China’s export machine powers ahead in January despite Trump threats
Improved recovery in domestic and overseas demand better than expected after fears of disruption caused by US protectionist measures
China’s imports and exports beat analysts’ expectations in January, possibly an early sign of improved demand at home and overseas, but they are still worried about the disruption that US President Trump’s promised protectionist measures could cause.
Exports of Chinese merchandise jumped 7.9 per cent in January compared with a year earlier in US dollar terms, beating the Bloomberg consensus estimate of 3.2 per cent.
“The exports were largely driven up by the strong economic recovery in the United States,” said Hong Hao, chief strategist at BOCOM International in Hong Kong, adding that previous yuan depreciation also played a role.
Exports to the US jumped 9 per cent in January compared with the same month last year, while imports from the US – the world’s biggest economy – jumped 27.3 per cent, according to customs figures.
China’s merchandise imports rose 16.7 per cent year-on-year last month as the “domestic economy has stabilised”, it said.
Louis Kuijs, chief Asia economist at Oxford Economics, remains cautious despite the “improved momentum”.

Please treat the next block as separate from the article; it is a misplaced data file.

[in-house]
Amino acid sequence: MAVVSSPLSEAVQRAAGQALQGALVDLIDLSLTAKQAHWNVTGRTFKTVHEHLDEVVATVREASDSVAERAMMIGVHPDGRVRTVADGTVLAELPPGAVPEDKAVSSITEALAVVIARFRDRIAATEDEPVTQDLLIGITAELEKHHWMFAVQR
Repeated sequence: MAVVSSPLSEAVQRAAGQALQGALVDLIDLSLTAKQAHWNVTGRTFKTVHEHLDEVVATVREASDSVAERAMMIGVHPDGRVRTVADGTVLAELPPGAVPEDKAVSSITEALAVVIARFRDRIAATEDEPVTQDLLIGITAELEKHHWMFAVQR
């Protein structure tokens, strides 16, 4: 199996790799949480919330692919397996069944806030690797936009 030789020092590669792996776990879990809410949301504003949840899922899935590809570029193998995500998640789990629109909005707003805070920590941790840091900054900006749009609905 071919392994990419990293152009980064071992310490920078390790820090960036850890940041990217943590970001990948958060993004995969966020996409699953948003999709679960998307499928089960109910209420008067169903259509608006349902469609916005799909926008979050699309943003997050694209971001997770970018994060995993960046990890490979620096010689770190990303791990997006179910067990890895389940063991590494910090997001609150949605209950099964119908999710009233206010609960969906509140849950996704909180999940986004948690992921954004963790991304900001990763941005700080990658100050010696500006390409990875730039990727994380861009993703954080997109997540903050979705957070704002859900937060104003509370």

“The climate for China’s exports to the US is undeniably getting harsher this year under the Trump administration and risks of more broad damage to global trade,” he wrote in a note.
Trump has not taken tough action against China in the three weeks since his inauguration. Only a few Chinese products, such as steel and chemicals, have faced heavy anti-dumping and anti-subsidy tariffs so far, and those cases were initiated last year. Steel exports declined 23.2 per cent year on year in January to 7.4 million tonnes.
Beijing has kept a low profile since Trump’s victory in November’s US presidential election. However, it may be preparing to deal with potential barriers. Bloomberg reported the State Administration of Foreign Exchange started surveying exporters in Shanghai early this month to figure out their exposure to the US market, acceptable tariff levels and possible countermeasures.
It also wants to check if locally registered American firms have plans to reduce the size of their operations or transfer their businesses back home or to other countries, according to the report.